Down the Fairway and onto the Green: Inside Golf’s 4 Major Tournaments
The professional golf season is year-round, with tournaments taking place each month around the world. First-place prizes vary in digits, players vary in ability and courses vary in difficulty. But every year, four major tournaments stand out from the rest. And each year, those four tournaments, dubbed the “ four majors,” provide the highest quality of golf and the most dramatic final rounds.
The Masters Tournament
The Masters is the first major tournament of the year, played during the first full week of April at Augusta National Golf Course in Augusta, GA. Officially known as The Masters Tournament, it is the youngest of the majors, but it’s also the most prestigious. This picturesque course is dominated by plush green landscape, along with the famous “Amen Corner” three-hole stretch on the back nine that comprises holes 11, 12 and 13. The Masters provides for some of the best drama in golf against arguably the most beautiful backdrop in the game.
When all is said and done, the winner receives a green jacket, undoubtedly the most distinctive award handed out in professional golf. The Masters is the only major tournament that never changes location. It has been played at Augusta since the tournament’s inauguration in 1934.
Next during the golf season is the United States Open Championship, most commonly referred to as the U.S. Open, which is held during the third week of June. The final always falls on Father’s Day. The inaugural U.S. Open was played in 1895, and, like the two majors following it, the U.S. Open rotates to a different golf course each year. Still, there are distinct characteristics that define U.S. Open golf courses. Typically they are long courses with high-cut rough and narrow fairways that put a premium on accuracy. The U.S. Open commonly proves to be the toughest challenge of all the majors for golfers each year.
The oldest major is The Open Championship, commonly known as the British Open, which was first played in 1860. It is the only major held outside the United States and is usually scheduled to fall during the weekend of the third Friday in July. Currently, there are nine courses in the site rotation, four in England and five in Scotland, though the British Open was once played in Northern Ireland.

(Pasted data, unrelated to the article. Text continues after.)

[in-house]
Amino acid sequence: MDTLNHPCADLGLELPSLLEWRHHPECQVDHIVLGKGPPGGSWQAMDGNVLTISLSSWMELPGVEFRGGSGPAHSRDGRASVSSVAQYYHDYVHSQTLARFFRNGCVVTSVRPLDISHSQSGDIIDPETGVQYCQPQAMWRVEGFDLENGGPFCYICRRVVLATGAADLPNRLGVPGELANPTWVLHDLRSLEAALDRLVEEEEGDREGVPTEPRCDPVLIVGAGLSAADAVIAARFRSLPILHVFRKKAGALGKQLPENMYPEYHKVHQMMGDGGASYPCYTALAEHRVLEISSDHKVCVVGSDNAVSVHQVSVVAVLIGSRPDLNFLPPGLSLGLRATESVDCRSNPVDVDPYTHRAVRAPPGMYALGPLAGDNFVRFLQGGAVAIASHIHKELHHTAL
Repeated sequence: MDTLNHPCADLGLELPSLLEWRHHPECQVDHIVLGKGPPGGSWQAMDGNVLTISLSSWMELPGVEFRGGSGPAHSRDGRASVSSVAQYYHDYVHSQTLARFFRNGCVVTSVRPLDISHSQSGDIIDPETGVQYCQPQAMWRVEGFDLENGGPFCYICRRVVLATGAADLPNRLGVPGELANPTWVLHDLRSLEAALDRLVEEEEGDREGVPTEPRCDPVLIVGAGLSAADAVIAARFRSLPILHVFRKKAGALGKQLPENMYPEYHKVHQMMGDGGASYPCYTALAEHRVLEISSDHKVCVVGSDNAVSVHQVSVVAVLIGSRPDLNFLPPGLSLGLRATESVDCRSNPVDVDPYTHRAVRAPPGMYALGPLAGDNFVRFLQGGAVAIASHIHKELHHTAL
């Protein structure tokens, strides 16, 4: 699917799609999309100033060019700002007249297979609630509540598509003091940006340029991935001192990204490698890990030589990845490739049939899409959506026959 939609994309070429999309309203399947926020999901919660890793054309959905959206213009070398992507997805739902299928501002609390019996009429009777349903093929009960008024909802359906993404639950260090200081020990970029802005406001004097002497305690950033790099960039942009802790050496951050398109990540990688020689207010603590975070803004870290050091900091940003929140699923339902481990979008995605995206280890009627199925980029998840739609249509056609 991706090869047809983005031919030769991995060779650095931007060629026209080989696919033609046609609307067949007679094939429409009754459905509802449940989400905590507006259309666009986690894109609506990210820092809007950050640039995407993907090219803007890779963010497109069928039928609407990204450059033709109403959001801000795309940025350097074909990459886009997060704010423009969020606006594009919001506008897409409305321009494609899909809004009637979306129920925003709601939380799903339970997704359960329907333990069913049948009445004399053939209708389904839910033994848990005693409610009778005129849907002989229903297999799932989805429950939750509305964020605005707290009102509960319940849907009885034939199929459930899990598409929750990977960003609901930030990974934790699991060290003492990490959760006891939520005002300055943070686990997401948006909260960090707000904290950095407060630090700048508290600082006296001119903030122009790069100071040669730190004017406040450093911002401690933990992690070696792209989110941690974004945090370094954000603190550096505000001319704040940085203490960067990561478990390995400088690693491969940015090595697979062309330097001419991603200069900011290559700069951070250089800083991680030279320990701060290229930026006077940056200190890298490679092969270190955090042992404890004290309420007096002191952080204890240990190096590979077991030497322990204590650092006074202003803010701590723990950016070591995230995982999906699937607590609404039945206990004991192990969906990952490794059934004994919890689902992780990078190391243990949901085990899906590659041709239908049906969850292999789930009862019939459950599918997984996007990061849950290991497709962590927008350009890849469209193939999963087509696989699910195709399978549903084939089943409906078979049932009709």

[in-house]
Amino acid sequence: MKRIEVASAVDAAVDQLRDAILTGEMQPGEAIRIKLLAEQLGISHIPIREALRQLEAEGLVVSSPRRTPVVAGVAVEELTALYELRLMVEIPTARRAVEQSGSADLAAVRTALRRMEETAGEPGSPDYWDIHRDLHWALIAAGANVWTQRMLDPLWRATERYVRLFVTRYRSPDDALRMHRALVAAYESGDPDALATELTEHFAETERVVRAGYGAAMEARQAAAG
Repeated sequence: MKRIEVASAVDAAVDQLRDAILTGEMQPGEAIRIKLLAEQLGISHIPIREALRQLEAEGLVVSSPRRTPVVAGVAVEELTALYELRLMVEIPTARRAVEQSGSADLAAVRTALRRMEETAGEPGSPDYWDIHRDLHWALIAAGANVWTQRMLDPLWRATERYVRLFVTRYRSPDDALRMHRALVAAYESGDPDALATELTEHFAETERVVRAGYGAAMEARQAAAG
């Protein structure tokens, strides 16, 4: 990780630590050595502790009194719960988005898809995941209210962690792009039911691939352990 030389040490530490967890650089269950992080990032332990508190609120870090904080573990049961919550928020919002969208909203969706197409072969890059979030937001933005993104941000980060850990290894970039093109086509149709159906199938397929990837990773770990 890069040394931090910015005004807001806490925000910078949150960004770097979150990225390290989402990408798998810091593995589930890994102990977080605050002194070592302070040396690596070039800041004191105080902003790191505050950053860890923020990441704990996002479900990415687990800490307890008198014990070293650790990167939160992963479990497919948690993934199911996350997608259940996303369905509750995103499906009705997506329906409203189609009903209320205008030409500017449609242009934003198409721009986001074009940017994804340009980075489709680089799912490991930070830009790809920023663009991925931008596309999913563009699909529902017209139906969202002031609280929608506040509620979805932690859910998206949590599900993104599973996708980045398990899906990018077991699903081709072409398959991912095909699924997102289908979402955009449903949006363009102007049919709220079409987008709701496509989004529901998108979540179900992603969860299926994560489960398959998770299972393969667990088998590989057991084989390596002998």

No matter where the tournament is held, it is always played on a links course, which is typically on a coast, providing plenty of wind and rain throughout the competition. The British Open is known for its unpredictable weather, extreme wind gusts, uneven fairways, thick rough and small, deep sand traps known as “pot bunkers.” While Augusta’s green jacket is the most prestigious award handed out in professional golf, the Claret Jug is undoubtedly golf’s most recognizable trophy. Officially called The Gold Champion Trophy, it has been handed out to the winner of the British Open since 1873.
The PGA Championship, the final major tournament of the year, is typically held four weeks after the British Open. The tournament was first played in 1916 at Siwanoy Country Club in Bronxville, NY, just months after Rodman Wanamaker and a collection of golf professionals had formed the PGA of America.
The 91 PGA Championships that have been played—three were canceled because of war—have been hosted by 71 different courses. While the tournament rotates, it looks for only the most renowned sites across the United States, meaning it is much more picky about choosing a location than the U.S. Open is. Still, the PGA Championship is almost like the little brother to the other major tournaments. It boasts an impressive field of competitors and a challenging course to match them each year. However it simply does not have the prestige nor the mystique of the other majors.
Record score to par
The Masters: Tiger Woods (18-under, 1997)
U.S. Open: Tiger Woods (12-under at Pebble Beach in Pebble Beach, California, 2000)
British Open: Tiger Woods (19-under at St. Andrews in Fife, Scotland, 2000)*
*Record for all majors
PGA Championship: Tiger Woods and Bob May (18-under at Valhalla in Louisville, Kentucky, 2000)
Most recent winner and prize money awarded
The Masters: Charl Schwartzel – $1,440,000
U.S. Open: Graeme McDowell – $1,350,000
British Open: Louis Oosthuizen – $1,305,593
PGA Championship: Martin Kaymer – $1,350,000
Record number of tournaments won by one player:
The Masters: Jack Nicklaus (6)
U.S. Open: Willie Anderson, Bobby Jones, Ben Hogan and Jack Nicklaus (4)
British Open: Harry Vardon (6)
PGA Championship: Walter Hagen and Jack Nicklaus (5)